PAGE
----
A new study reveals that high media use, with the combination of low physical activity and lack of sleep, may increase the risk of mental illness for adolescents.
Published in World Psychiatry, researchers from the Karolinska Institutet in Sweden analyzed more than 12,000 adolescents aged between 14 to 16 years across 11 European countries for the prevalence of risk behaviors - like excessive alcohol use, illegal drug use, reduced sleep, sedentary behavior and high use of TV, internet and video games not related to school or work – by using a questionnaire called the Global School-based Student Health Survey (GSHS).
The research team searched for links between these risk behaviors and mental illness – such as depression, anxiety, and self-destructive behaviors in the adolescents. The researchers discovered three risk groups when analyzing the results:
“High-risk” group – Scored high on all examined risk behaviors. This made up 13 percent of the adolescents.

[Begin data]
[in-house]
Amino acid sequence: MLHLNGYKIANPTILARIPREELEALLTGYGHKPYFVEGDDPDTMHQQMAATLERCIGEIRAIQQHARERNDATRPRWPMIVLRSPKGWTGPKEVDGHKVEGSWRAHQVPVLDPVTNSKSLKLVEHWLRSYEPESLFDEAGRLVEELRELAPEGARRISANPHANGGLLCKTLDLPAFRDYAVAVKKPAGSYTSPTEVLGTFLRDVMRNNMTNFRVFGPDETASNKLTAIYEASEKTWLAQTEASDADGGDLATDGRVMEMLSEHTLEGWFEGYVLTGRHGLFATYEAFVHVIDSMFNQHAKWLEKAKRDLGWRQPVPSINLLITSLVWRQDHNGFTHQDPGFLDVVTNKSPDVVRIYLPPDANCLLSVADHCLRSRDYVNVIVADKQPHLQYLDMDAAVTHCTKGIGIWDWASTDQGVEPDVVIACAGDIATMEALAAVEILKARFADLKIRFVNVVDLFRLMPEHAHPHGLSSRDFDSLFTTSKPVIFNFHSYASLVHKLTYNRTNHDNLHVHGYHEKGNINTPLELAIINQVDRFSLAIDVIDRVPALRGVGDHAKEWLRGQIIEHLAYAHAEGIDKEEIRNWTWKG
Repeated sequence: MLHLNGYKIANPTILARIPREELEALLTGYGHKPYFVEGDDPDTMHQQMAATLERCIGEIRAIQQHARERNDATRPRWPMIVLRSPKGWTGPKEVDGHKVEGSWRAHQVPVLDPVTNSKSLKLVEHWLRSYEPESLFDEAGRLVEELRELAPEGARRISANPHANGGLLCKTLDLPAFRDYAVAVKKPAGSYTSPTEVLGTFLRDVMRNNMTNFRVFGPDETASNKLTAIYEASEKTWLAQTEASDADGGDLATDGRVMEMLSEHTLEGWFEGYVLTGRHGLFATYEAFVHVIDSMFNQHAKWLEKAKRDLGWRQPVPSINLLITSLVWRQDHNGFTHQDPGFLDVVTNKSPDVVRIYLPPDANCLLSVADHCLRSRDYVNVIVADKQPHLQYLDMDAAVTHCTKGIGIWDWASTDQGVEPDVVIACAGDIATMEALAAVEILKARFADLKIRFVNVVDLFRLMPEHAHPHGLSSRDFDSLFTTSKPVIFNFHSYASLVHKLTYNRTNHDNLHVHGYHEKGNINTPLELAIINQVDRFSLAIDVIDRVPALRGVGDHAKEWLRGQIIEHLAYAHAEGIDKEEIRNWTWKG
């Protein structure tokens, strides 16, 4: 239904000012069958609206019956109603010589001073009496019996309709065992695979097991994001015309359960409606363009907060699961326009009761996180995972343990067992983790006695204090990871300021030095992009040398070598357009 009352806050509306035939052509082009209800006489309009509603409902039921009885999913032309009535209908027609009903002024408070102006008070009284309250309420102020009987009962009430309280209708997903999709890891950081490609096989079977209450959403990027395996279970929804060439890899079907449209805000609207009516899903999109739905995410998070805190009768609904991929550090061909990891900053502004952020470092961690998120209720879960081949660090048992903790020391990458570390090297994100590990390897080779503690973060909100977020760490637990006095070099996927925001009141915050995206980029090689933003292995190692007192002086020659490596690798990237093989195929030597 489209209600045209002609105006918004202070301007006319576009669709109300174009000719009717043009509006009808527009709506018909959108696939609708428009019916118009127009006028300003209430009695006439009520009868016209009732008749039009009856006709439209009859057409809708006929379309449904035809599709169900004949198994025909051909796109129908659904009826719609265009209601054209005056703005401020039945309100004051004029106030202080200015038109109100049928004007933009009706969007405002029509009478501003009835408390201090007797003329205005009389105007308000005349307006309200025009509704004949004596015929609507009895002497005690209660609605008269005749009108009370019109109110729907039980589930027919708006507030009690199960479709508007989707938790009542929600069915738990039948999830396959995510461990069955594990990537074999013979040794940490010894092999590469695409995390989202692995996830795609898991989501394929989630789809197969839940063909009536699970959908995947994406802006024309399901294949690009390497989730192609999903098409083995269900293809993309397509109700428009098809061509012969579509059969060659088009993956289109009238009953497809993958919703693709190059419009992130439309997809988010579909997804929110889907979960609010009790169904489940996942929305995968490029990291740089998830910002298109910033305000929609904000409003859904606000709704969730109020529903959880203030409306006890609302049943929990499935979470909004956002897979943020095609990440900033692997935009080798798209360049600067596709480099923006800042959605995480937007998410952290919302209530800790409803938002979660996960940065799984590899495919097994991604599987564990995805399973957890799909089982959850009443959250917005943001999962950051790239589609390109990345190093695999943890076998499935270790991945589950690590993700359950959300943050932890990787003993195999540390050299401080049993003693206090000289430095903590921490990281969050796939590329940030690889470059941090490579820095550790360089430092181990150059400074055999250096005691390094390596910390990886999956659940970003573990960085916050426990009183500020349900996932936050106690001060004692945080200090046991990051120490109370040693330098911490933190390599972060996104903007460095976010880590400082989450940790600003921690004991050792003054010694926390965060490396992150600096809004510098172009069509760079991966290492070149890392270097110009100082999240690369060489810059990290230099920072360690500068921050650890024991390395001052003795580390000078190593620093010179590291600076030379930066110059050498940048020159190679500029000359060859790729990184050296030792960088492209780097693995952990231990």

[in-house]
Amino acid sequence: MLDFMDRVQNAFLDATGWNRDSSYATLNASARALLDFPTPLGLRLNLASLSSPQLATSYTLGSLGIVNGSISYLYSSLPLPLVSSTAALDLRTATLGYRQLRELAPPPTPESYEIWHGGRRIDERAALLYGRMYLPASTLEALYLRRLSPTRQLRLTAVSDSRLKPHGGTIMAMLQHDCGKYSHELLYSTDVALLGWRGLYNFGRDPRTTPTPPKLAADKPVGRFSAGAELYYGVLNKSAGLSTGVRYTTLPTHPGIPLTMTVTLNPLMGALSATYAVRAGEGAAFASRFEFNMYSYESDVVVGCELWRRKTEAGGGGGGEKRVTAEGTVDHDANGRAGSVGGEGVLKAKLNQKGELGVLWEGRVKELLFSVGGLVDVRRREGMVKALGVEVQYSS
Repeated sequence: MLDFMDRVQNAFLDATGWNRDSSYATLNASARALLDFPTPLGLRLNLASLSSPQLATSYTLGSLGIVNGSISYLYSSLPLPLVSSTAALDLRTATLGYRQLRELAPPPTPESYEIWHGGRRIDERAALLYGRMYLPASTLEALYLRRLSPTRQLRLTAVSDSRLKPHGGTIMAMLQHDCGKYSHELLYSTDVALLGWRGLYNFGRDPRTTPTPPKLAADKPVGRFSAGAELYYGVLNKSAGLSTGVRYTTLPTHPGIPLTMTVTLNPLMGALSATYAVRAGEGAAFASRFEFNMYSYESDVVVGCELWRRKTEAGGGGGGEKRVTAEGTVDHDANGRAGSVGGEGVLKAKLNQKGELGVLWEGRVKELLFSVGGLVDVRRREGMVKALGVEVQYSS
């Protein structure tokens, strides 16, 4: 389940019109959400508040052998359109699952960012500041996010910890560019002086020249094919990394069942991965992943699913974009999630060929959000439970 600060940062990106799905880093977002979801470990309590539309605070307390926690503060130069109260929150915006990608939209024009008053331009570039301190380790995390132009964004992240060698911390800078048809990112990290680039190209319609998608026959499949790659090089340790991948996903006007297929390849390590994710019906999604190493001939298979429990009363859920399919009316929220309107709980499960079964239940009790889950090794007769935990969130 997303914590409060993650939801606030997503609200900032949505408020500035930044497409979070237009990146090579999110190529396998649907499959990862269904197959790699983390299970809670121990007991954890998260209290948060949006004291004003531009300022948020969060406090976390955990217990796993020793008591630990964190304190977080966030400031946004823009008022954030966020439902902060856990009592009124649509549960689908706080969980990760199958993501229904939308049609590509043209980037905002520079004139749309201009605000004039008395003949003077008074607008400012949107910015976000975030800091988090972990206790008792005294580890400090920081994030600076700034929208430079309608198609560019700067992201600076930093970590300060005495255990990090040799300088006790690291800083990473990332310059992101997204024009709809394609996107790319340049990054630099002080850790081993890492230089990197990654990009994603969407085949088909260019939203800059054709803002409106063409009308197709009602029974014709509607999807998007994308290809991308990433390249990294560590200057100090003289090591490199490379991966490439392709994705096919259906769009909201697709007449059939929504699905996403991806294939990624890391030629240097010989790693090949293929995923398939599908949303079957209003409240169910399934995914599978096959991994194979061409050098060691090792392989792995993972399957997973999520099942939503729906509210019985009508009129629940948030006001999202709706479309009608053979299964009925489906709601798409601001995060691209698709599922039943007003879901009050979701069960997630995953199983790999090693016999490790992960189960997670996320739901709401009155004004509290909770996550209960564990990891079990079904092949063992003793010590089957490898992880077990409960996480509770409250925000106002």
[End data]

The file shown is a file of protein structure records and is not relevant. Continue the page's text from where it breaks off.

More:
“Low-risk” group – Scored low or zero on all risk behaviors. This made up 58 percent of the adolescents.
“Invisible” group – Had high media use, sedentary behavior and reduced sleep. This made up 29 percent of the adolescents.
Although these behaviors are not usually associated with mental health issues, the teenagers in the “invisible” group showed similar levels of suicidal thoughts, anxiety, subthreshold depression (less than five symptoms of depression) and depression as adolescents in the "high-risk" group.
The researchers released, “While most parents, teachers and clinicians would react to an adolescent using drugs or getting drunk, they may easily overlook adolescents engaging in unobtrusive behaviors such as watching too much TV, not playing sports, or sleeping too little.
While discussions with adolescents often focus on substance abuse and delinquency, the risk behaviors identiﬁed here need to be considered, and special attention given to encouraging sufﬁcient sleep, participation in sports and using new media moderately.”
The investigators realized that the most common risk factors among boys were drug and alcohol use, while sleeping problems and a sedentary lifestyle were more common among girls.
"In summary, the results of this study conﬁrm the need for early prevention and intervention in the mental health ﬁeld," the study authors add, "[...] preventive interventions should be tailored speciﬁcally for boys and girls."
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